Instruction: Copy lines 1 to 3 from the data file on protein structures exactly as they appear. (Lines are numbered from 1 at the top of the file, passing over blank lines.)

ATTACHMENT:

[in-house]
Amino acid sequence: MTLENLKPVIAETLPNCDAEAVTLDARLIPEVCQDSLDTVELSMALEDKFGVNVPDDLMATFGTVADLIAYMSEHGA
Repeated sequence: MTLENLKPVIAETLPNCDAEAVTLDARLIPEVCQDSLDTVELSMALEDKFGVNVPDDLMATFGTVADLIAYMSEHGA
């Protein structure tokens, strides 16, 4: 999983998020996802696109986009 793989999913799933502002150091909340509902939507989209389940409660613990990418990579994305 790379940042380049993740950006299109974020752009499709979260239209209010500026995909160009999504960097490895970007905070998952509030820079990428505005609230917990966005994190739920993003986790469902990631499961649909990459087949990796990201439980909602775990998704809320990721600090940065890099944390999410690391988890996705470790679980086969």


[in-house]
Amino acid sequence: MTLENLKPVIAETLPNCDAEAVTLDARLIPEVCQDSLDTVELSMALEDKFGVNVPDDLMATFGTVADLIAYMSEHGA
Repeated sequence: MTLENLKPVIAETLPNCDAEAVTLDARLIPEVCQDSLDTVELSMALEDKFGVNVPDDLMATFGTVADLIAYMSEHGA